It starts with our core beliefs. Core beliefs are the deeply held convictions that determine how we see ourselves in the world. We form them during childhood in response to information and experiences, and by accepting what we are told as true. Core beliefs can remain our belief system throughout life unless challenged.
Cumulative evidence that a toxic childhood is a primary causal factor in emotional instability or insecurity has been well established. During the development of our core beliefs, we are subject to a childhood disturbance – a broad and generic term for anything that interferes with our optimal physical, cognitive, emotional, or social development. Disturbances are ubiquitous – they happen to all of us. What differentiates us is how we react or respond to the disturbance – our susceptibility and vulnerability. Any number of things can precipitate childhood disturbance. Our parents are controlling or don’t provide emotional validation. Perhaps we are subject to sibling rivalry or a broken home. It is important to recognize, the disturbance may be real or imagined, intentional or accidental. I give the example of the toddler, whose parental quality time is interrupted by a phone call. That seemingly insignificant event can foster in the child a sense of abandonment, which can then generate feelings of unworthiness and insignificance. We are not accountable for childhood disturbance or subsequent behaviors. As we mature, we are responsible for moderating our destructive behaviors, but we are not accountable for their origins. It’s important to remain mindful of that.
[Negative Core Beliefs]
Feelings of detachment, neglect, exploitation are common consequences of childhood disturbance, and they generate negative core beliefs so rigid, we refuse to question them, and ignore evidence that contradicts them. This establishes what is called a cognitive bias – a subconscious error in our thinking that leads us to misinterpret information, questioning the accuracy of our perspectives and decisions. This is why we have such societal divisiveness. We don’t challenge our hard-core beliefs.
The confluence of childhood disturbance and negative core beliefs impacts our intermediate beliefs, the next phase of our psychological development. Intermediate beliefs establish our attitudes, rules, and assumptions. Attitudes refer to our emotions, convictions, and behaviors. Rules are the principles or regulations or moral interpretations that influence our behaviors. Our assumptions are what we believe to be true or real. These intermediate beliefs, of course, are influenced by our social, cultural, and environmental experiences.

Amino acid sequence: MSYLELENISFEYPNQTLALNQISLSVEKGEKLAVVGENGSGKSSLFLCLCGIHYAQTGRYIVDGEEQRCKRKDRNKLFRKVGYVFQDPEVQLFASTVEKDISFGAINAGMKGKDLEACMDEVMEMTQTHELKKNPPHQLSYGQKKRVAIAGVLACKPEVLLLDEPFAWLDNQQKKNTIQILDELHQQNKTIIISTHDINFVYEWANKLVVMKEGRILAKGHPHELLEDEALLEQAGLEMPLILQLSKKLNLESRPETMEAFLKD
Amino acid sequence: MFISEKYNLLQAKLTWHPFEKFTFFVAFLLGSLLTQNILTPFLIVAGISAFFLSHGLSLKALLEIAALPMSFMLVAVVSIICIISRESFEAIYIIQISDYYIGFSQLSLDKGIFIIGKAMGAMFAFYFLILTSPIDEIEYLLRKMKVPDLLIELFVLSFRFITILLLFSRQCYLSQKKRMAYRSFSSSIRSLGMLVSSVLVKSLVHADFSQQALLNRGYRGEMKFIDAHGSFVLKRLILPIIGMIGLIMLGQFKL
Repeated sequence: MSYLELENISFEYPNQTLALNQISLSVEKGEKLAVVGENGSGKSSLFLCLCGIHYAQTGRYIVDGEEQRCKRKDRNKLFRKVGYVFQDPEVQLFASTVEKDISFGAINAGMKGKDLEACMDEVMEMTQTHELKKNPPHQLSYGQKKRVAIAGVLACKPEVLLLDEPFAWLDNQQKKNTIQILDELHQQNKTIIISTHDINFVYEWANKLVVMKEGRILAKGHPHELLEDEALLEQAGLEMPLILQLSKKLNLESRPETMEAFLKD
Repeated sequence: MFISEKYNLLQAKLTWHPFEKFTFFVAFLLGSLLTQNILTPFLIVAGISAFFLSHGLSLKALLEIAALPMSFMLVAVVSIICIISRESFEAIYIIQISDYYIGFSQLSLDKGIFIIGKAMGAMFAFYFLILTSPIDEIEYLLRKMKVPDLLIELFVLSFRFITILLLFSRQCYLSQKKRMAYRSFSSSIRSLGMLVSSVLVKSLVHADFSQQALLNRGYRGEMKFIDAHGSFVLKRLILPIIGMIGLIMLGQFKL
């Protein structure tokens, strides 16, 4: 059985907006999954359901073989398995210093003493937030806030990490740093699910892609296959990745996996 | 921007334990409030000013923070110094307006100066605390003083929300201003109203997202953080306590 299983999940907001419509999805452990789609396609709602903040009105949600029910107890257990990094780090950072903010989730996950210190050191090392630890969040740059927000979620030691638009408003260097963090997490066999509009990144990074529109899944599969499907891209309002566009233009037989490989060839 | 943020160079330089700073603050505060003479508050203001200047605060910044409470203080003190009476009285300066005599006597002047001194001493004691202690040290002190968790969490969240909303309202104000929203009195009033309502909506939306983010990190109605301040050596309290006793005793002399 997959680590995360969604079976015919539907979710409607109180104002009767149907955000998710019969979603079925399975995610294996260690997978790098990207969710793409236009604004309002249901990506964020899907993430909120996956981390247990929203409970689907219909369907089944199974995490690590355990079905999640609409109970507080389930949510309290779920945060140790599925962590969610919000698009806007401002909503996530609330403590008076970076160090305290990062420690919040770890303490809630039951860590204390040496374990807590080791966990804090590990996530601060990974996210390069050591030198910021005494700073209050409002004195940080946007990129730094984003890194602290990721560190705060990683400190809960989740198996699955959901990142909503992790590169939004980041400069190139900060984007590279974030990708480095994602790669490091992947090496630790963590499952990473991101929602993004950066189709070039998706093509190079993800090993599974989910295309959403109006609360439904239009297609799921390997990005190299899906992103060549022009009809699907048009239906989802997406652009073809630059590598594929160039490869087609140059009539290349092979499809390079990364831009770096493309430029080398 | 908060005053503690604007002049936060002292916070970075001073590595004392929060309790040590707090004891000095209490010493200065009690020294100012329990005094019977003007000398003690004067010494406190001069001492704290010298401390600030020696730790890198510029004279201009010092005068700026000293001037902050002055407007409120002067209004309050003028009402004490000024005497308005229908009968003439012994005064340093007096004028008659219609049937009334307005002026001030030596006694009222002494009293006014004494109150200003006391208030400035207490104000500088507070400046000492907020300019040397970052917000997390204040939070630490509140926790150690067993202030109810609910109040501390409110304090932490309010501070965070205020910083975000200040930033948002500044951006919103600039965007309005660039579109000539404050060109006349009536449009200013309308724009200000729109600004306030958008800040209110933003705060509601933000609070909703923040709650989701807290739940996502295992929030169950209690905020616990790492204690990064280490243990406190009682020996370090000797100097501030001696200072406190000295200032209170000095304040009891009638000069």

Let me emphasize, that none of this negative trajectory is extraordinary. It is a natural progression common to all of us. Our unique personalities and experiences determine our susceptibility to it and the severity of its impact.
This accumulation of negative core and intermediate self-beliefs impacts the development of our self-esteem. Self-esteem, loosely defined, is a complex interrelationship between how we think about ourselves, how we think others think about us, and how we process and present that information.
We are social beings, driven by a fundamental human need for intimacy and interpersonal exchange. Human interconnectedness is necessary for our mental and physical health. Low levels of self-esteem jeopardize our social competency and impact our motivation to recover and pursue certain goals and objectives, to self-empower.
We also have an inherent negative bias, similar to our cognitive bias, which compels us to focus more on negative experiences than positive ones. When we lie in bed reminiscing about experiences, it’s usually about bad ones. Add to our accumulation of negativity are the experiences of life – outside forces over which we have little to no control. Hostility, divisiveness, illness, social media. The long and short of it, our brains are structured around an overabundance of negative information. Proactive and active neuroplasticity counter that negativity with positive neural input. That is their role.
Let’s briefly talk about what goes on [in our brain] with active and proactive neuroplasticity. Neurons are the core components of our brain and central nervous system. They convey information through electrical impulses or energy. Whether that energy is positive or negative depends upon the integrity of our information. Our brain receives around two million bits of data per second but is capable of processing roughly 126 bits, so it is important to provide substantial and incorrupt information.
[Neural Trajectory of Information]
Information alerts or sparks a receptor neuron that algorithmically converts it into electrical impulse energy which forwards that energy to a sensory neuron that stimulates presynaptic or transmitter neurons that pass that energy to postsynaptic or receiving neurons that then forward that energy to millions of participating neurons, causing a cellular chain reaction in multiple interconnected areas of our brain. Confusing? Absolutely.